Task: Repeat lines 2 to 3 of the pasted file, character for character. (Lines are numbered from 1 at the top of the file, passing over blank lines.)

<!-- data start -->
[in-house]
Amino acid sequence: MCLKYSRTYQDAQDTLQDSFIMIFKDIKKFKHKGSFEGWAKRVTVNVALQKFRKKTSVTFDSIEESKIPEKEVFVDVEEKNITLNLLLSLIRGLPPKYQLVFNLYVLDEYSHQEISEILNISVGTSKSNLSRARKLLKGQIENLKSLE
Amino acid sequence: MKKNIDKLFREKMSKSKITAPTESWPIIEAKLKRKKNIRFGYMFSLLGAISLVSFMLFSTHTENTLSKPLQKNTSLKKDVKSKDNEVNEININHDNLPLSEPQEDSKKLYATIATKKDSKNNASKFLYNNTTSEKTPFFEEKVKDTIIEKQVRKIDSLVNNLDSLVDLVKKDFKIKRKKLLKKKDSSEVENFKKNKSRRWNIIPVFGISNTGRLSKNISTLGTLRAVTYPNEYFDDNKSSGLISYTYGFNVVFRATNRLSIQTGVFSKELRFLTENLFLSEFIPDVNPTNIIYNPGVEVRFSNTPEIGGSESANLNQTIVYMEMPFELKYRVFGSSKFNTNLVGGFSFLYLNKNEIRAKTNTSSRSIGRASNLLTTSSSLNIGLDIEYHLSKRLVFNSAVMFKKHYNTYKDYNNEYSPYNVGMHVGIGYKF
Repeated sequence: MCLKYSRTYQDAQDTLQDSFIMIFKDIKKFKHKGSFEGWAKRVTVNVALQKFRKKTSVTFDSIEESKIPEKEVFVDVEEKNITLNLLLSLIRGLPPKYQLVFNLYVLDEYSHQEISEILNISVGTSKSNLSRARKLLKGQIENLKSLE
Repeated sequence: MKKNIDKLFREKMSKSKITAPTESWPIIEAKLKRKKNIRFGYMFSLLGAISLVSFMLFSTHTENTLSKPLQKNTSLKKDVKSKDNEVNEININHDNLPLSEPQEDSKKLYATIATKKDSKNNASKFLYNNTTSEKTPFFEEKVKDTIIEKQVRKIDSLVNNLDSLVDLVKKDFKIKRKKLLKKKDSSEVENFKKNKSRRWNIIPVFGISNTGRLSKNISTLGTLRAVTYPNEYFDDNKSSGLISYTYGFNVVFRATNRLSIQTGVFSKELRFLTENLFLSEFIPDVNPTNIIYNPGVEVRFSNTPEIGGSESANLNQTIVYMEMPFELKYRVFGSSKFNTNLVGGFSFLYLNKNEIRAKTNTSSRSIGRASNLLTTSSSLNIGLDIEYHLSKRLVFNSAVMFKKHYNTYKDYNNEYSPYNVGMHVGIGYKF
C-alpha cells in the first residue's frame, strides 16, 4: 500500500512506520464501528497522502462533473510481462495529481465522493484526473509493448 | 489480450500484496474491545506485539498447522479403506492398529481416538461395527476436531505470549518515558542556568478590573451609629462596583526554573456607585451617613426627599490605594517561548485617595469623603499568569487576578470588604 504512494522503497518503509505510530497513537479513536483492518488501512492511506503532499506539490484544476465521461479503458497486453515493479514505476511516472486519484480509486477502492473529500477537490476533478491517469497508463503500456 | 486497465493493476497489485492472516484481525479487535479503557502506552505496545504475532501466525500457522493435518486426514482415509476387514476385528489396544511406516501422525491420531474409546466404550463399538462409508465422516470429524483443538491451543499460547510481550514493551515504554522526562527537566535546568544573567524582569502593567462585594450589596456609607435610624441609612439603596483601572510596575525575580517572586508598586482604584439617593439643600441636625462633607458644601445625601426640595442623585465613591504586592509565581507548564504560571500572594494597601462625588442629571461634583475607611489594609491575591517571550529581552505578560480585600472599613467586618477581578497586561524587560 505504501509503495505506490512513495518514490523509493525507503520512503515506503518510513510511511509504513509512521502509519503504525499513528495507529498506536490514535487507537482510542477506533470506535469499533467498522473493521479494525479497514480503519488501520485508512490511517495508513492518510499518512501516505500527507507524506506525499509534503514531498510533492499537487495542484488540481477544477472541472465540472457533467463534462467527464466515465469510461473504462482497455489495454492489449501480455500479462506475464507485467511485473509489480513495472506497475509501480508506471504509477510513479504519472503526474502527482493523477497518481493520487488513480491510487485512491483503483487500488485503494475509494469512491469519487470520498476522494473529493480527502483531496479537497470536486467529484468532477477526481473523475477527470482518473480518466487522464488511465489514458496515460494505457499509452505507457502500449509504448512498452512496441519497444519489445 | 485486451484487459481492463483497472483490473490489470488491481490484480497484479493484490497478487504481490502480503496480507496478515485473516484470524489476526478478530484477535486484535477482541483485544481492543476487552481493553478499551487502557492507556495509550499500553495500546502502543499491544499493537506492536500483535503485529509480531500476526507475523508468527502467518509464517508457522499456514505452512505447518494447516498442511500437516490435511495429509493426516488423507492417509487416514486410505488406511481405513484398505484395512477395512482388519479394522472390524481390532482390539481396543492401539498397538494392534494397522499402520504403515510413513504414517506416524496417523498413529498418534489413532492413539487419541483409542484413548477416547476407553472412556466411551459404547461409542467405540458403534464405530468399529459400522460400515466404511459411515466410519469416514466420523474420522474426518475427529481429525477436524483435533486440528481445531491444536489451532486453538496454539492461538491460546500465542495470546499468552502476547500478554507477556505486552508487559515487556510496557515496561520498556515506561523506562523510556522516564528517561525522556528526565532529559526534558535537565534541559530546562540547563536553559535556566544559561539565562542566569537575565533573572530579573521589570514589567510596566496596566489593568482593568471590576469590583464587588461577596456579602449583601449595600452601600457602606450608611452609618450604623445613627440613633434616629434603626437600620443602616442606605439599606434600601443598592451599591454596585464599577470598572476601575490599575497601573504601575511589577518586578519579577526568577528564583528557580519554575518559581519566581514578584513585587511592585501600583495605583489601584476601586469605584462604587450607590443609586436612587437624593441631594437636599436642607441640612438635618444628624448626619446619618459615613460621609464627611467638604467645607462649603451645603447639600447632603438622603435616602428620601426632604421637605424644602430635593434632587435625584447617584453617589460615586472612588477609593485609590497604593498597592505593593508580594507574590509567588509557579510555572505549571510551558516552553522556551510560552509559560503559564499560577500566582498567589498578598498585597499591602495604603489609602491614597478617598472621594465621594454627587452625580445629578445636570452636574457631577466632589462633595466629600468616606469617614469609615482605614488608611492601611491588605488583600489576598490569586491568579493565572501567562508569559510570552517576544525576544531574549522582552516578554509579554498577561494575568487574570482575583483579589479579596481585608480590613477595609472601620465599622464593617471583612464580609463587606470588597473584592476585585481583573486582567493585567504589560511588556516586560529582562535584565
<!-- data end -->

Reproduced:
Amino acid sequence: MCLKYSRTYQDAQDTLQDSFIMIFKDIKKFKHKGSFEGWAKRVTVNVALQKFRKKTSVTFDSIEESKIPEKEVFVDVEEKNITLNLLLSLIRGLPPKYQLVFNLYVLDEYSHQEISEILNISVGTSKSNLSRARKLLKGQIENLKSLE
Amino acid sequence: MKKNIDKLFREKMSKSKITAPTESWPIIEAKLKRKKNIRFGYMFSLLGAISLVSFMLFSTHTENTLSKPLQKNTSLKKDVKSKDNEVNEININHDNLPLSEPQEDSKKLYATIATKKDSKNNASKFLYNNTTSEKTPFFEEKVKDTIIEKQVRKIDSLVNNLDSLVDLVKKDFKIKRKKLLKKKDSSEVENFKKNKSRRWNIIPVFGISNTGRLSKNISTLGTLRAVTYPNEYFDDNKSSGLISYTYGFNVVFRATNRLSIQTGVFSKELRFLTENLFLSEFIPDVNPTNIIYNPGVEVRFSNTPEIGGSESANLNQTIVYMEMPFELKYRVFGSSKFNTNLVGGFSFLYLNKNEIRAKTNTSSRSIGRASNLLTTSSSLNIGLDIEYHLSKRLVFNSAVMFKKHYNTYKDYNNEYSPYNVGMHVGIGYKF